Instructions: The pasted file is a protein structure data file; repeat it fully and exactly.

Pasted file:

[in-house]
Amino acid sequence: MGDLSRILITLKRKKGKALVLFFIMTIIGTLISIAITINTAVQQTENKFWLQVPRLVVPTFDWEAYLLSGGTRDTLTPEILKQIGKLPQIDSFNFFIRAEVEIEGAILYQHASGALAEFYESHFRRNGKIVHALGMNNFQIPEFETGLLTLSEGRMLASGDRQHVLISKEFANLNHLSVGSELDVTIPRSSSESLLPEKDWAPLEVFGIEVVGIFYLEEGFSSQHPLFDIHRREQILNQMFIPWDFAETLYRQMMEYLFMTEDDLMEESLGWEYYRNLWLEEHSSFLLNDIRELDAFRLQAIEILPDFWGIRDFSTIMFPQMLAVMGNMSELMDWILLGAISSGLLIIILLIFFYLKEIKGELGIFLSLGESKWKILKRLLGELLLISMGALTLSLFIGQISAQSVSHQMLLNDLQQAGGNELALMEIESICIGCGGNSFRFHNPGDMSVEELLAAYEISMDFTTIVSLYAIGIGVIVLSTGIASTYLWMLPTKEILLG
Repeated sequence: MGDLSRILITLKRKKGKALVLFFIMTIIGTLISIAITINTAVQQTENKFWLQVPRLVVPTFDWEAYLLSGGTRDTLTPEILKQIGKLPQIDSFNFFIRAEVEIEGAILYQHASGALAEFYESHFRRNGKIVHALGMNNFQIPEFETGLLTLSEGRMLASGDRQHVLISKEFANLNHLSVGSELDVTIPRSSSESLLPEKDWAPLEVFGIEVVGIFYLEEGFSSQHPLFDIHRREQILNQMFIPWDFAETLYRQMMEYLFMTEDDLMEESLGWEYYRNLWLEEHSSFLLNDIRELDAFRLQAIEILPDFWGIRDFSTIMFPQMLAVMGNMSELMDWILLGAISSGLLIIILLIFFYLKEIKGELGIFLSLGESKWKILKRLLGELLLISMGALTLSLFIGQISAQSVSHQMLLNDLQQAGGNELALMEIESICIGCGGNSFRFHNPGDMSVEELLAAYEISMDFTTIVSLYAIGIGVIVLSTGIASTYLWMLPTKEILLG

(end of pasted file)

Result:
[in-house]
Amino acid sequence: MGDLSRILITLKRKKGKALVLFFIMTIIGTLISIAITINTAVQQTENKFWLQVPRLVVPTFDWEAYLLSGGTRDTLTPEILKQIGKLPQIDSFNFFIRAEVEIEGAILYQHASGALAEFYESHFRRNGKIVHALGMNNFQIPEFETGLLTLSEGRMLASGDRQHVLISKEFANLNHLSVGSELDVTIPRSSSESLLPEKDWAPLEVFGIEVVGIFYLEEGFSSQHPLFDIHRREQILNQMFIPWDFAETLYRQMMEYLFMTEDDLMEESLGWEYYRNLWLEEHSSFLLNDIRELDAFRLQAIEILPDFWGIRDFSTIMFPQMLAVMGNMSELMDWILLGAISSGLLIIILLIFFYLKEIKGELGIFLSLGESKWKILKRLLGELLLISMGALTLSLFIGQISAQSVSHQMLLNDLQQAGGNELALMEIESICIGCGGNSFRFHNPGDMSVEELLAAYEISMDFTTIVSLYAIGIGVIVLSTGIASTYLWMLPTKEILLG
Repeated sequence: MGDLSRILITLKRKKGKALVLFFIMTIIGTLISIAITINTAVQQTENKFWLQVPRLVVPTFDWEAYLLSGGTRDTLTPEILKQIGKLPQIDSFNFFIRAEVEIEGAILYQHASGALAEFYESHFRRNGKIVHALGMNNFQIPEFETGLLTLSEGRMLASGDRQHVLISKEFANLNHLSVGSELDVTIPRSSSESLLPEKDWAPLEVFGIEVVGIFYLEEGFSSQHPLFDIHRREQILNQMFIPWDFAETLYRQMMEYLFMTEDDLMEESLGWEYYRNLWLEEHSSFLLNDIRELDAFRLQAIEILPDFWGIRDFSTIMFPQMLAVMGNMSELMDWILLGAISSGLLIIILLIFFYLKEIKGELGIFLSLGESKWKILKRLLGELLLISMGALTLSLFIGQISAQSVSHQMLLNDLQQAGGNELALMEIESICIGCGGNSFRFHNPGDMSVEELLAAYEISMDFTTIVSLYAIGIGVIVLSTGIASTYLWMLPTKEILLG